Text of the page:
CCRRC Study Unveils Growth Opportunities for C-Stores

Study by the NACS/ Coca-Cola Retailing Research Council (CCRRC) identifies five new platforms that can drive convenience retail growth.

By Erin Rigik, Associate Editor.

A newly released report from the NACS/Coca-Cola Retailing Research Council (NACS/CCRRC) is providing insights into what motivates shoppers to spend more of their hard-earned dollars inside convenience stores.

“We began the project to take a look at what we can learn from c-store shoppers that would tell us what changes we could make to sell them more products or have them come more frequently to the store,” Bill Bishop, research director for NACS/CCRRC told CSD.

Bishop noted that competition from other retail channels and today’s on-the-go lifestyles present both challenges and opportunities for retailers.

Each of the ideas presented in the “C-Growth: Using Shopper Research to Grow C-Store Sales” report includes elements of controlling and rewarding the customers’ shopping experiences.  

The report identified five growth platforms— My Time, Fresh Value Fast, Female Friendly, Family Time and My Place—that c-stores can develop to motivate shoppers to visit their c-stores more and spend more on each trip. The next step for the panel is to invite retailers to participate in developing these growth platforms.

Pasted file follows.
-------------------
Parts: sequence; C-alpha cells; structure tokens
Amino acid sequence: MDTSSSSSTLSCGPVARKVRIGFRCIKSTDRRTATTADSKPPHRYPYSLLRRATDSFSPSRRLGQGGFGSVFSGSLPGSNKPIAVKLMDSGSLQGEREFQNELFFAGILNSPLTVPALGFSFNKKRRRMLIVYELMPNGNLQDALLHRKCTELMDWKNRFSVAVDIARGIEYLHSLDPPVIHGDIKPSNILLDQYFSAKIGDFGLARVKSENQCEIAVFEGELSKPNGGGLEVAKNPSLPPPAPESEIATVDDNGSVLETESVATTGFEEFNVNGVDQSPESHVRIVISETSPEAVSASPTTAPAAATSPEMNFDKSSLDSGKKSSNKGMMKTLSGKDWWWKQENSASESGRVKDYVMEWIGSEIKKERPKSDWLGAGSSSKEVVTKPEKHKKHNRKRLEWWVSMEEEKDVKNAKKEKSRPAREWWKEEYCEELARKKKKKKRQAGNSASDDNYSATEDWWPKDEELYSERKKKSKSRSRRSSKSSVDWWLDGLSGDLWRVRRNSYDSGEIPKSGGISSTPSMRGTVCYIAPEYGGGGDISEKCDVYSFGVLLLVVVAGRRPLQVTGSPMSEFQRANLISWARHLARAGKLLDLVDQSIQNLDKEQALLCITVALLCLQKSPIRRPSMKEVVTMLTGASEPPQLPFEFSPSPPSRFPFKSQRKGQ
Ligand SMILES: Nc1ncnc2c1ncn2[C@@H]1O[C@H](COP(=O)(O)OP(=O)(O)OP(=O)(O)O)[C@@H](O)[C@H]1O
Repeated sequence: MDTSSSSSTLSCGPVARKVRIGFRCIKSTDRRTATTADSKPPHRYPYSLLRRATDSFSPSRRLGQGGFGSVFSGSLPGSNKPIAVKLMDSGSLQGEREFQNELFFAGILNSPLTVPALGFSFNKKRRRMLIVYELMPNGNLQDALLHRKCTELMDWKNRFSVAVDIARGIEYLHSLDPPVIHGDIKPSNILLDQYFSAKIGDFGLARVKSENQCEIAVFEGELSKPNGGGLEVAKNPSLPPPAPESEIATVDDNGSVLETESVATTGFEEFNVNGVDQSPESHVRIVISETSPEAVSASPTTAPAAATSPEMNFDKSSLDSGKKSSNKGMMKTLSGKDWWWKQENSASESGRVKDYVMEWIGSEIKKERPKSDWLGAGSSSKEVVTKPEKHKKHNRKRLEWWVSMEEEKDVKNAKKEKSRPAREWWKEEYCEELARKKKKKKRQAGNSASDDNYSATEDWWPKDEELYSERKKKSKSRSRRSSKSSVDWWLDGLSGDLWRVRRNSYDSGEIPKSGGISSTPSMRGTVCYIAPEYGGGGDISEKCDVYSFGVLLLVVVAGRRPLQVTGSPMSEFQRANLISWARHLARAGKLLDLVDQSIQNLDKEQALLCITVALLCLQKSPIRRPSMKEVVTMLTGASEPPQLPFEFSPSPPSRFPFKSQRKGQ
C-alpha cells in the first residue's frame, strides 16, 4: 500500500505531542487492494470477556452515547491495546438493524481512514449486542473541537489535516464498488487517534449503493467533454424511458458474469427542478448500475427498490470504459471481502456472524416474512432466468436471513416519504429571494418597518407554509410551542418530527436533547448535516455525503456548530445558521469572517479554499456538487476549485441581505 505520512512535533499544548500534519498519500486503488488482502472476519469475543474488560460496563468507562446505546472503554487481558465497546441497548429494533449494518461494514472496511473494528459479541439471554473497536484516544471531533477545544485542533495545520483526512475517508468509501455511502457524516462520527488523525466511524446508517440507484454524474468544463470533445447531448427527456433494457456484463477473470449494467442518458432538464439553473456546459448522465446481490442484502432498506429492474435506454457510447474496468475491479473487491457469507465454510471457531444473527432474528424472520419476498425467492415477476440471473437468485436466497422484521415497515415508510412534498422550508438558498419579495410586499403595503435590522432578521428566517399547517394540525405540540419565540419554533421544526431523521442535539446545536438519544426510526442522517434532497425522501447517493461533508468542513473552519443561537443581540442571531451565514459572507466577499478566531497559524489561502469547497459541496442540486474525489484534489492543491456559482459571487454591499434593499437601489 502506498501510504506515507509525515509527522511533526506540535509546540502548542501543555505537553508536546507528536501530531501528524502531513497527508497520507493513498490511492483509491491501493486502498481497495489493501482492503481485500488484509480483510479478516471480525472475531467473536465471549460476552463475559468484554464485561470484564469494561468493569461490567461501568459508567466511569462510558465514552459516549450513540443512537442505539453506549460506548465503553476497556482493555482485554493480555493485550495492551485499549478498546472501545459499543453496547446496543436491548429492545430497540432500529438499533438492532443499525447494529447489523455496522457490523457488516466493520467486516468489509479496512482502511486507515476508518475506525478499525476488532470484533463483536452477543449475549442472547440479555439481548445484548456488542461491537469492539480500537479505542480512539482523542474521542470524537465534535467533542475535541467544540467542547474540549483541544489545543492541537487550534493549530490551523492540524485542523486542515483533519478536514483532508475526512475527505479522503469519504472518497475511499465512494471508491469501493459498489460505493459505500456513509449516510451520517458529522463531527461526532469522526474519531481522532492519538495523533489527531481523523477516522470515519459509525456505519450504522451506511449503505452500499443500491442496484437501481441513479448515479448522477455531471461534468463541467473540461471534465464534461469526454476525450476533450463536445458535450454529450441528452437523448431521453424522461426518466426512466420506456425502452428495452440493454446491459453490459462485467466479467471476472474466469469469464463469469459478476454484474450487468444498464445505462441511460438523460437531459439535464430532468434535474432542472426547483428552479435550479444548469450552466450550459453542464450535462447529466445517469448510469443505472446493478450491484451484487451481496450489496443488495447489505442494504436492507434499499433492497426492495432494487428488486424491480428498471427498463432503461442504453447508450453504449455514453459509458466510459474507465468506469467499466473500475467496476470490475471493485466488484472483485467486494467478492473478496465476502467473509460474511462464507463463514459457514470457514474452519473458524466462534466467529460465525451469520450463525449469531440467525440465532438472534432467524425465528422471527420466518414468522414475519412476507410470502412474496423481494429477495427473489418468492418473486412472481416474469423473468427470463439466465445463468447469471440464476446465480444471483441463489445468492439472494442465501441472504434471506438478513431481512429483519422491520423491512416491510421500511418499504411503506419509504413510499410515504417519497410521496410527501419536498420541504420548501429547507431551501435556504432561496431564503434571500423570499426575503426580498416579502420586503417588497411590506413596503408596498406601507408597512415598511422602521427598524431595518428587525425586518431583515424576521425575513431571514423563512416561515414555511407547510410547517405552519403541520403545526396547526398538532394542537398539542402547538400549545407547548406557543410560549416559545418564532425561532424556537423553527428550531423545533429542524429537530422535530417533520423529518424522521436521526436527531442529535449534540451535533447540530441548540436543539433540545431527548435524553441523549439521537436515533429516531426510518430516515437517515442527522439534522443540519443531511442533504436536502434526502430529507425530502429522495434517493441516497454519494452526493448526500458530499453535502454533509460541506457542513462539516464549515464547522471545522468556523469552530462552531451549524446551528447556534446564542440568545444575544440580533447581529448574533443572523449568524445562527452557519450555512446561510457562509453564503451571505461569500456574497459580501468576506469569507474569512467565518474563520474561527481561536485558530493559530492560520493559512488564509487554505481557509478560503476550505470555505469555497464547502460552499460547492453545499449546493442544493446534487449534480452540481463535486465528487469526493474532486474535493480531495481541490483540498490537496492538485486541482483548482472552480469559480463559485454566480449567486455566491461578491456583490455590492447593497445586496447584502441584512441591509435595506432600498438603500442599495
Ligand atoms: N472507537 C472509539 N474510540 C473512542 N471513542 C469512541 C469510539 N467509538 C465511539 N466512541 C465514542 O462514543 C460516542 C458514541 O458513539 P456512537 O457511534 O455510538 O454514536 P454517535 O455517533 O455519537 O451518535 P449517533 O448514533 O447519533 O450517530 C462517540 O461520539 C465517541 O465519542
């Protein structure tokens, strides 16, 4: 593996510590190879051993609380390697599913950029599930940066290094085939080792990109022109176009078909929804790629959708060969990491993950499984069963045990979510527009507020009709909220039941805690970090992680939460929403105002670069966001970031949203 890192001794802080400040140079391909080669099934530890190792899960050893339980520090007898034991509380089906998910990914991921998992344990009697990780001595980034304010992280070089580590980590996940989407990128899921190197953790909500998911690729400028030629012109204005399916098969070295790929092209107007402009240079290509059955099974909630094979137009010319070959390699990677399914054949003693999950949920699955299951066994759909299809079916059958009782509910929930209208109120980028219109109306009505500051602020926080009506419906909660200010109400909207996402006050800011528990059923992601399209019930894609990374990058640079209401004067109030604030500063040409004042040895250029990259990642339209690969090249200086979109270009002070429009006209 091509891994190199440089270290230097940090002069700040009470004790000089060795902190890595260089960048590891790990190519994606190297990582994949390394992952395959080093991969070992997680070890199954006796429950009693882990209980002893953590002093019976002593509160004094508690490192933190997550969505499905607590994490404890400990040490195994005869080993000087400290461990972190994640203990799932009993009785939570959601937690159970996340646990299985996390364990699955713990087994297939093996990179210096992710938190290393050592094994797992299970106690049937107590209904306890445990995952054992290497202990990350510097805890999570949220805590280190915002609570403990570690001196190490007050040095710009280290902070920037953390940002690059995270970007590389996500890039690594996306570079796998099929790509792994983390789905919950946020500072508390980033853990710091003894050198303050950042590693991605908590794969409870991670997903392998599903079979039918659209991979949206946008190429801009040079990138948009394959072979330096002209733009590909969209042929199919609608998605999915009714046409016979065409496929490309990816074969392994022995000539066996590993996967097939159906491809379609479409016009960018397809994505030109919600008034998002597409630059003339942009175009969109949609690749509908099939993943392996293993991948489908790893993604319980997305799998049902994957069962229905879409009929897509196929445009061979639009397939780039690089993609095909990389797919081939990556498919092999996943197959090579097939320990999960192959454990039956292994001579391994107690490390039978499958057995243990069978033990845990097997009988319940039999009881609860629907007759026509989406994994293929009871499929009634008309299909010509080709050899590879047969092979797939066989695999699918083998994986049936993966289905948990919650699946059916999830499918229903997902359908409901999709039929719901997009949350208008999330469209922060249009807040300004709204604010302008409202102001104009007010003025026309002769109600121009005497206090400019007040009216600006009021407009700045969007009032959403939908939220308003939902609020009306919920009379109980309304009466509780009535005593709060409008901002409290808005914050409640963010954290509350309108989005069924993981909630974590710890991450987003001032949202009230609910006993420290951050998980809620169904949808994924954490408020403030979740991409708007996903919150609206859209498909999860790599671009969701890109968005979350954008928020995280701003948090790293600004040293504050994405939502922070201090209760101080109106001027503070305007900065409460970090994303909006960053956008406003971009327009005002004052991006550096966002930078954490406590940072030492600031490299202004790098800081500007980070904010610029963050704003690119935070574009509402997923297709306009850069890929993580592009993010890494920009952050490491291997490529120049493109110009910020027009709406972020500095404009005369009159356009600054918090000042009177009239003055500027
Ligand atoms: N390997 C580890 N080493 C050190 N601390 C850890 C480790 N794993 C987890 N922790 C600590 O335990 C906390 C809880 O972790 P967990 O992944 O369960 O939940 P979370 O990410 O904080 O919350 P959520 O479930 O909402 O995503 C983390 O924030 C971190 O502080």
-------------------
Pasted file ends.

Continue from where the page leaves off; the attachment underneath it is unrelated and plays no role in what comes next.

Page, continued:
“We’re looking to get some like minded retailers together to share ideas,” Bishop said. “As we build those groups, it’s going to be a pretty productive and worthwhile experience.”  

Phase two of the research, which is set to take place over the next year, looks to accomplish three goals:
• Build a picture of where convenience shopping occasions fit into the landscape of all shopping.
• Gain a second opinion on the definition of convenience shopping occasions to  ensure that this approach to identifying and capturing growth opportunities is sound and useful to convenience retailers.
• Tap into shopper research done by suppliers.

The Five Growth Platforms
Each of the five platforms addresses important desires of the shopper. My Time is the platform most focused on control while My Place is most focused on rewards.

“One of the key takeaways from the research is that most shoppers are jockeying at the same time to stay in control of their schedule and occasionally have rewards and escapes with their hard-earned money. This continuum of the five platforms allows c-stores to accommodate that range of needs,” Bishop said.

• My Time. Shoppers seek stores where they can control their time. They want a c-store where they can browse without feeling rushed. But once they’ve selected their products, they want to check out and depart quickly. Store layout and service suggestions are keys to meeting this need.  

“Retailers want to be sure their store is warm, welcoming, airy and clean, so people are comfortable trusting it as a place to buy whatever they’re going to immediately consume and also be comfortable to spend their time there,” Bishop advised.